What has been running through me after seeing Blade Runner 2049 is not the plot or the acting. I’ll get to those soon. It’s the striking visuals at hand exquisitely captured by cinematographer Roger Deakins. The 13-time Oscar nominee, who previously worked with director Denis Villeneuve on Prisoners and Sicario, has proven he is at the top of his game. The color palettes are so striking and sharp as he makes impeccable use out of lighting and shadow effects. I would often miss dialogue as I was so taken by all of the tones and textures used. When a great cinematographer can capture a mood or atmosphere so intently that you could turn the audio off and understand the story, it’s a job well done. Deakins does all of that here to capture the futile stay of California. His work is easily complimented by Hans Zimmer’s (Dunkirk, The Dark Knight) haunting score.
Don’t expect a whiz-bang fast pace throughout the movie. We’re so conditioned to have action and sci-fi films go at rapid speed to keep our attention. Villeneuve is more concerned with the storytelling here in terms of Agent K. There are times where it slows down more of a meditative state as we move through the story at the rate of Gosling’s character. For a movie at two hours and forty-five minutes, you do start to feel the clock tick. Don’t let that deter you from seeing it. It almost forces you to pay attention as the road it goes down for K gives you plenty to contemplate. As a viewer, I never felt ahead of Agent K thanks to Gosling’s performance. He drops the charm and charisma we’re used to for a completely subtle take on a character that is so internally divided.
While this is very much Gosling’s movie, he is joined by returning favorites and new heavy hitters. The film’s first moment of levity comes with the entrance of Harrison Ford reprising his role of Rick Deckard. I don’t think I’m giving too much away by stating that it’s a supporting role this time around. Ford gives him that roguish sense of humor in an already extremely bleak movie. Jared Leto is the film’s key villain as Niander Wallace. He’s a blind corporate head and allows Leto to channel his inner Hal 9000 from 2001: A Space Odyssey. The last key player worth noting is Robin Wright (House of Cards) as Agent K’s superior in the LAPD. It’s great to see this role given to an actress with such dynamic power behind her as opposed to casting a male actor in the role. The downside with this character is that even in the year 2049 we have rampant police corruption and cover-up at hand.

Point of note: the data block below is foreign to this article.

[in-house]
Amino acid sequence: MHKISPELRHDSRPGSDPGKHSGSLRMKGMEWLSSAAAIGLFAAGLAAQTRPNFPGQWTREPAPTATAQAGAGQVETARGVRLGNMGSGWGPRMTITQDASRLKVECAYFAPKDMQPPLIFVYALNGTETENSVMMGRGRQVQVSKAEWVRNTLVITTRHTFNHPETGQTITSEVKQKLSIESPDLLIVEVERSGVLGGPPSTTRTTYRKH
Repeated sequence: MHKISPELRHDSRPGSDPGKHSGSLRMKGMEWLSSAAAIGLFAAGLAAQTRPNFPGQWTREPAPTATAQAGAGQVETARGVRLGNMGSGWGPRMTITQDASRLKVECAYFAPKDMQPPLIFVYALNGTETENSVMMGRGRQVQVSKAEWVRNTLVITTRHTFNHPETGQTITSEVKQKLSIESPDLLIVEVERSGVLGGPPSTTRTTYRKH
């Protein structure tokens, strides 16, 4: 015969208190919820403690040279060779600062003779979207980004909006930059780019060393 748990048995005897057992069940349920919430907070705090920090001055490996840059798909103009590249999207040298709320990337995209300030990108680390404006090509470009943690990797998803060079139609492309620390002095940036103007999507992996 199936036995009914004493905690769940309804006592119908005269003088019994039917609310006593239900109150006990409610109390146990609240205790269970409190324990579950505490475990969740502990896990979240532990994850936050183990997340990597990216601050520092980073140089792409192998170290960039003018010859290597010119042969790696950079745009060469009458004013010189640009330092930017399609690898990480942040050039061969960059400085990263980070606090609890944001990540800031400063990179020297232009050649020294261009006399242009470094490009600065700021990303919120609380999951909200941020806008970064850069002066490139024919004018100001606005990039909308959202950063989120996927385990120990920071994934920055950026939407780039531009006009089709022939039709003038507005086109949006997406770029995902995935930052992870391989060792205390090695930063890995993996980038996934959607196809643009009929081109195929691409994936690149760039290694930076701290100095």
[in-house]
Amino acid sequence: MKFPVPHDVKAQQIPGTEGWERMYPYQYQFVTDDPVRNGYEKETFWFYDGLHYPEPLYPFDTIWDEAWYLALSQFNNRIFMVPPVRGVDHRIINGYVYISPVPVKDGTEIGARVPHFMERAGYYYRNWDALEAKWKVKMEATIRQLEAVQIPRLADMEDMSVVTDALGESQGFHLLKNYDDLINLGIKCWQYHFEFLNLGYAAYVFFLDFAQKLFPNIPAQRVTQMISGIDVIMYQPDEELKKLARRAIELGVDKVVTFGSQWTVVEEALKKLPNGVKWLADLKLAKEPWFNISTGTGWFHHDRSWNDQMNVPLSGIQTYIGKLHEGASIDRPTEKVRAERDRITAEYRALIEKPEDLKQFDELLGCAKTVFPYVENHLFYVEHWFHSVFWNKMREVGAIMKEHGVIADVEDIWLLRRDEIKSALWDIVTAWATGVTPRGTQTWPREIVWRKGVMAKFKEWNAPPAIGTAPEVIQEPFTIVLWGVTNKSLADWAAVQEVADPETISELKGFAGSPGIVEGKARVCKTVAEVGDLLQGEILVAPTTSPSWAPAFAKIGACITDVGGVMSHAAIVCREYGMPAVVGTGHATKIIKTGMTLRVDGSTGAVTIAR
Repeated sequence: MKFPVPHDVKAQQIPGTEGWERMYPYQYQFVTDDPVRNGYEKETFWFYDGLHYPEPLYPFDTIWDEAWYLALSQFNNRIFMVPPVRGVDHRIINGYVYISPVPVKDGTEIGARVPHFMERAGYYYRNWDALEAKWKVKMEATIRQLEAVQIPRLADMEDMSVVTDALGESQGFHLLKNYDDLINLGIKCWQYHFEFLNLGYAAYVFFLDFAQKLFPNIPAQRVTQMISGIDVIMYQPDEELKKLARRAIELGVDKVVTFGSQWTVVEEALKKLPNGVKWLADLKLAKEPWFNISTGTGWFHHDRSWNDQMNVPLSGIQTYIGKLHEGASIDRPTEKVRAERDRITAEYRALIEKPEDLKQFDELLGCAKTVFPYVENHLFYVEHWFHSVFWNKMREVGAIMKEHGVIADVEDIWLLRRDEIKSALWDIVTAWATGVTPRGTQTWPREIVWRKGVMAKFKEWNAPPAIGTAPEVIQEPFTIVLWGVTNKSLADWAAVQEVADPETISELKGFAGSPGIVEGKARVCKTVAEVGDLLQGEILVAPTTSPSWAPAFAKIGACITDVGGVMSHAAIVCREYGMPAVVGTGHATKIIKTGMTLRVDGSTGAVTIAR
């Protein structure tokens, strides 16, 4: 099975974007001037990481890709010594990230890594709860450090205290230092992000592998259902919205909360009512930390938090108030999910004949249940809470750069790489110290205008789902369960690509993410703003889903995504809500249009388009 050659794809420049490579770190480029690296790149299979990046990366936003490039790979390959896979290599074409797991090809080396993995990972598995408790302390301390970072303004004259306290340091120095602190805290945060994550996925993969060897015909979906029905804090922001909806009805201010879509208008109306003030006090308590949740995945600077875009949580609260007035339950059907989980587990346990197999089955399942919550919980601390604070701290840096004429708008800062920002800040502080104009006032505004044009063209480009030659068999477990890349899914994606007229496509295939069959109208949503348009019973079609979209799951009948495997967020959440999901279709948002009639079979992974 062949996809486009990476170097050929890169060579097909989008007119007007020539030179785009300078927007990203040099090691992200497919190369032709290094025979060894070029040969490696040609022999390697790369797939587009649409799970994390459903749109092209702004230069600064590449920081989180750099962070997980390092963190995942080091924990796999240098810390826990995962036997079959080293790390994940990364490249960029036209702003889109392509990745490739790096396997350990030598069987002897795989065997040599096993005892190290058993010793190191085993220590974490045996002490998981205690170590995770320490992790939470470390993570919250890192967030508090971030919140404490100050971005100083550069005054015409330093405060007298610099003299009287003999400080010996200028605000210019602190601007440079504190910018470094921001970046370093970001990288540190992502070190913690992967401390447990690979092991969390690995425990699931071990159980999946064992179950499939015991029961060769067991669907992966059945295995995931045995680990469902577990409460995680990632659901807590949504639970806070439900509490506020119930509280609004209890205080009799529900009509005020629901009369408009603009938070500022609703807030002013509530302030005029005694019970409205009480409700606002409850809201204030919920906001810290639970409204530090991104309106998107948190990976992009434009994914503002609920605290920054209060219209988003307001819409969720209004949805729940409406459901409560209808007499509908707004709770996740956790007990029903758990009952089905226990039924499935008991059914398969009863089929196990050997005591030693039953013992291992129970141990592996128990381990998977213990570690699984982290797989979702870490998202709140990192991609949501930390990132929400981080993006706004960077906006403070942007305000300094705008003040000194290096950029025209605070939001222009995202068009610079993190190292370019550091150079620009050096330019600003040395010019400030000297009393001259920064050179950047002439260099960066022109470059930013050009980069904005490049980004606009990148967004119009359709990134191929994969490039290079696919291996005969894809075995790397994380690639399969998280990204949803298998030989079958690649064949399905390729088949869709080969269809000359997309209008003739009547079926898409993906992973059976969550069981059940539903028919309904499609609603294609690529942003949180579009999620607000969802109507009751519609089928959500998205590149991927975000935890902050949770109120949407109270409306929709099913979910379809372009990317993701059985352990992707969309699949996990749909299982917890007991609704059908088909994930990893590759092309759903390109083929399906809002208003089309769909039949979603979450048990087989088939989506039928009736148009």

If the original was groundbreaking for the sci-fi genre in 1982, then this film attempts the push to new heights for the genre in 2017. The special effects never feel cheapened by CGI. Villenueve and Deakins have created a fairly tangible reality given the circumstances at hand. There were times where it felt akin to the desert wasteland of Mad Max Fury Road. The concepts may be lofty, and Villenueve rightly asks a lot out of the audience. He isn’t one for laid back mindless entertainment. It’s a film worth exploring upon multiple viewings leading you down a variety of mental rabbit holes. I admittedly couldn’t take everything in on my initial watch, but these new discoveries are something to look forward to when I see it again.
Is It Worth Your Trip to the Movies? Blade Runner 2049 is a visual feast for the eyes that demands to be seen in theaters.
RATING: 4.5 out of 5 TICKET STUBS